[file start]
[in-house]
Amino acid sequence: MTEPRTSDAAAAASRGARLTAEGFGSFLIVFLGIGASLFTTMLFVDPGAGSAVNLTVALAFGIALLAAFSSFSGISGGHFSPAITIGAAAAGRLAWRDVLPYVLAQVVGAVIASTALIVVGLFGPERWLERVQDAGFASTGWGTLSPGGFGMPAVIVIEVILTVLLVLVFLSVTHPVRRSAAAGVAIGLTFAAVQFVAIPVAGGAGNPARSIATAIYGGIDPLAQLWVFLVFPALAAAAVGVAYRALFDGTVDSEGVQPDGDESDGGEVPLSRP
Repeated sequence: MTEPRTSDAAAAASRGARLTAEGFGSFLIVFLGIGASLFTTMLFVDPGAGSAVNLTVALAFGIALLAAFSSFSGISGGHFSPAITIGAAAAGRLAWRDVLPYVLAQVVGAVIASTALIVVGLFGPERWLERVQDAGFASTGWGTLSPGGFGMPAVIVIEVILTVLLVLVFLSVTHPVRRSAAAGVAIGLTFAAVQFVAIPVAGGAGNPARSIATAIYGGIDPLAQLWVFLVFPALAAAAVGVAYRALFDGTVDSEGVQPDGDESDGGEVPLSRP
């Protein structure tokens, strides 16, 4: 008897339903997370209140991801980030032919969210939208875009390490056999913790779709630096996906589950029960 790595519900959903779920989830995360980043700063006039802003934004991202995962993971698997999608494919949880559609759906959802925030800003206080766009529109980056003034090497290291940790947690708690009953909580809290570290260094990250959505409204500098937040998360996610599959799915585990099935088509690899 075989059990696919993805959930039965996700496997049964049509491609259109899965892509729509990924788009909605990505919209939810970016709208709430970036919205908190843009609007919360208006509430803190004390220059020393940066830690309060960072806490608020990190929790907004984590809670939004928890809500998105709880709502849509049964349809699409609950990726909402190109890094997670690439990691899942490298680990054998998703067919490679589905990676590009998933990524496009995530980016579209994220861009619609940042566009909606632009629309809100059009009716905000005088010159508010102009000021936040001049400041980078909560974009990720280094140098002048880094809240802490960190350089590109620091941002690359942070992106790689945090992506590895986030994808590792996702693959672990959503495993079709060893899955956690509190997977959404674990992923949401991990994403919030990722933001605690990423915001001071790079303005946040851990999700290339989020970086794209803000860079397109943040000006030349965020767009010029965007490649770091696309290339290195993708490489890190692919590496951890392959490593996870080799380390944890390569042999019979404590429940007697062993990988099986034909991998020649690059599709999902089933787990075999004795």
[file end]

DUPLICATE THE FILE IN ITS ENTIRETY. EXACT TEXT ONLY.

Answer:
[in-house]
Amino acid sequence: MTEPRTSDAAAAASRGARLTAEGFGSFLIVFLGIGASLFTTMLFVDPGAGSAVNLTVALAFGIALLAAFSSFSGISGGHFSPAITIGAAAAGRLAWRDVLPYVLAQVVGAVIASTALIVVGLFGPERWLERVQDAGFASTGWGTLSPGGFGMPAVIVIEVILTVLLVLVFLSVTHPVRRSAAAGVAIGLTFAAVQFVAIPVAGGAGNPARSIATAIYGGIDPLAQLWVFLVFPALAAAAVGVAYRALFDGTVDSEGVQPDGDESDGGEVPLSRP
Repeated sequence: MTEPRTSDAAAAASRGARLTAEGFGSFLIVFLGIGASLFTTMLFVDPGAGSAVNLTVALAFGIALLAAFSSFSGISGGHFSPAITIGAAAAGRLAWRDVLPYVLAQVVGAVIASTALIVVGLFGPERWLERVQDAGFASTGWGTLSPGGFGMPAVIVIEVILTVLLVLVFLSVTHPVRRSAAAGVAIGLTFAAVQFVAIPVAGGAGNPARSIATAIYGGIDPLAQLWVFLVFPALAAAAVGVAYRALFDGTVDSEGVQPDGDESDGGEVPLSRP
């Protein structure tokens, strides 16, 4: 008897339903997370209140991801980030032919969210939208875009390490056999913790779709630096996906589950029960 790595519900959903779920989830995360980043700063006039802003934004991202995962993971698997999608494919949880559609759906959802925030800003206080766009529109980056003034090497290291940790947690708690009953909580809290570290260094990250959505409204500098937040998360996610599959799915585990099935088509690899 075989059990696919993805959930039965996700496997049964049509491609259109899965892509729509990924788009909605990505919209939810970016709208709430970036919205908190843009609007919360208006509430803190004390220059020393940066830690309060960072806490608020990190929790907004984590809670939004928890809500998105709880709502849509049964349809699409609950990726909402190109890094997670690439990691899942490298680990054998998703067919490679589905990676590009998933990524496009995530980016579209994220861009619609940042566009909606632009629309809100059009009716905000005088010159508010102009000021936040001049400041980078909560974009990720280094140098002048880094809240802490960190350089590109620091941002690359942070992106790689945090992506590895986030994808590792996702693959672990959503495993079709060893899955956690509190997977959404674990992923949401991990994403919030990722933001605690990423915001001071790079303005946040851990999700290339989020970086794209803000860079397109943040000006030349965020767009010029965007490649770091696309290339290195993708490489890190692919590496951890392959490593996870080799380390944890390569042999019979404590429940007697062993990988099986034909991998020649690059599709999902089933787990075999004795």